Duke better bring its lunch pails and hard hats to Friday night’s matchup with Michigan State in the Sweet 16 of the NCAA Midwest regional in Washington, D.C.
In a town where lobbying, negotiating and posturing are at a premium, this battle may be better suited for the rust belt, or perhaps a back alley in some northeastern city.
Third-seed Michigan State (27-8) thrives on mucking things up — with a twist of finesse, of course. Tom Izzo hasn’t become one of the best coaches of this era by simply having his team bang bodies in the paint and slow opponents on the perimeter, though that is sometimes the byproduct of the Spartans’ play.
The No. 2 seed, Duke (29-5) will have to match that intensity to a degree to navigate its way to the Elite Eight, as treacherous a proposition as that may be.
“We’ve played them a couple of times since I’ve been here, and it will be a battle,” Duke senior center Mason Plumlee said, smiling.
Duke beat Michigan State 84-79 early in Plumlee’s sophomore season and 74-69 last season. Those were battles for sure. A whopping 91 fouls were called in the two games, 54 on the Spartans.
These Blue Devils aren’t exactly the nastiest group Mike Krzyzewski has put together. Other than the 6-foot-11 Plumlee, there isn’t another player considered a physical player that will get into the game for the Devils, though point guard Quinn Cook continues making strides in that department. Junior forward Josh Hairston will bang a little, but he’s just not very effective. Freshman forward Amile Jefferson absorbs contact well, but with just 195 pounds supporting his 6-foot-8 frame, he can only bang so much.
That leaves senior forward Ryan Kelly.
A true stretch-four if there ever was one, Kelly has never been known for his physicality. And with a foot injury that kept him out of 13 games that could still be bothering him, it’s doubtful he’s going to dive into the middle of any scrums. It just wouldn’t be wise.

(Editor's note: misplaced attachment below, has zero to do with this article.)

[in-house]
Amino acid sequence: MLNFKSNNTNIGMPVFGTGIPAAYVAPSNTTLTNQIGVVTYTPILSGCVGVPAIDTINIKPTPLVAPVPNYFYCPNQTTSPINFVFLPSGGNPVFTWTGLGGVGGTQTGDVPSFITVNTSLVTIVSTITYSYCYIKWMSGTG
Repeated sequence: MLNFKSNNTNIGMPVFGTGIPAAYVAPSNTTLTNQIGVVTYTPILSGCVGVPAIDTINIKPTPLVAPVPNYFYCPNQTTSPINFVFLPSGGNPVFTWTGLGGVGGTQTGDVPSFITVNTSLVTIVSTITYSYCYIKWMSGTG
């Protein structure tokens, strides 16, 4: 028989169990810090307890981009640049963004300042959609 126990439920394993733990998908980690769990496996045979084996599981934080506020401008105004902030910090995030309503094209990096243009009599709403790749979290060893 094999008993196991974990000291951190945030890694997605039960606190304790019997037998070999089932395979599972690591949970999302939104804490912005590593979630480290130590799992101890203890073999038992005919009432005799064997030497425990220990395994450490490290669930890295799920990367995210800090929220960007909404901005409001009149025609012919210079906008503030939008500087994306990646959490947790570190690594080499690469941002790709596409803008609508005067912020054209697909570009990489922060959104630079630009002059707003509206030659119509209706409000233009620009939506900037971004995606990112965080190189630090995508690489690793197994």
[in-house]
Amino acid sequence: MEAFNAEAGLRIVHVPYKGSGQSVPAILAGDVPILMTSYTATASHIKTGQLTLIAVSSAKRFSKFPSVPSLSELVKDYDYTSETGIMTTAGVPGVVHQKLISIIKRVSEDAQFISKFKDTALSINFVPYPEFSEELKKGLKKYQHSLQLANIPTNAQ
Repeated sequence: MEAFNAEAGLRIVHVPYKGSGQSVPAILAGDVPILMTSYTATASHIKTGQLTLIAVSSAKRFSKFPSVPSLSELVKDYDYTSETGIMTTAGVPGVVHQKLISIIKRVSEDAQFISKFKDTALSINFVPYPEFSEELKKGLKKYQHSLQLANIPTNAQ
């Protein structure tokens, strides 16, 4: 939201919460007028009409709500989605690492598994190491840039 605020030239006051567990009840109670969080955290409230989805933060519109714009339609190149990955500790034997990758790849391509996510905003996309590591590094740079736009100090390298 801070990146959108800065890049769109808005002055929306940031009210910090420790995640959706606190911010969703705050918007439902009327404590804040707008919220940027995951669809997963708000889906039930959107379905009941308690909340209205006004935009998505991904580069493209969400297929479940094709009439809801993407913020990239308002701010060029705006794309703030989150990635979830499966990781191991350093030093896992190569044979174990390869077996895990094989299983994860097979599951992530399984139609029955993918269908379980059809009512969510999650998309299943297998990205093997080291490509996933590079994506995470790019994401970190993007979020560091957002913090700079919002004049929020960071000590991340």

But collectively, Duke understands the challenge.
“(The) Spartans are a great team, they are led by a great coach Tom Izzo,” freshman guard Rasheed Sulaimon said. “They have a tremendous amount of talent as well.”
Izzo’s team is no stranger to this setting. This is the 12th team Izzo has led to the Sweet 16. He has a national championship and six Final Four appearances as well.
And that is why Kelly’s recent struggles are another issue altogether.
To suggest he’s in a slump would be like saying ice glaciers are cold. His 36-point game versus Miami upon returning from the injury niched him a corner in Duke’s vast platform of legendary achievements, but midway through the following game, an 18-point effort against Virginia Tech, Kelly has been as ineffective as he was productive the night he came back.
By the midpoint of the victory over the Hokies on Senior Night at Cameron Indoor Stadium, Kelly was shooting 56 percent from the floor for the season and 53.9 percent from 3-point range. Since, however, he’s 8-for-33 (24.2 percent) from the field and 0-13 from beyond the arc.
Yet, even if Kelly isn’t scoring his value is significant to the Blue Devils. Krzyzewski isn’t showing any public concern over Kelly’s scoring issues.
“He’s just a very smart basketball player. We’re just a better team (with him),” the legendary coach said. “To me, it’s so good that we won and he scored one point and he knows he played a heck of a game. That’s maturity also, because when that ball’s not going in it can affect you on the other end of the court and that never did that for Ryan.”
Kelly’s defense, communication and skilled intangibles are nice, but one point without instilling a brute-like impact on the game may not cut it against Michigan State.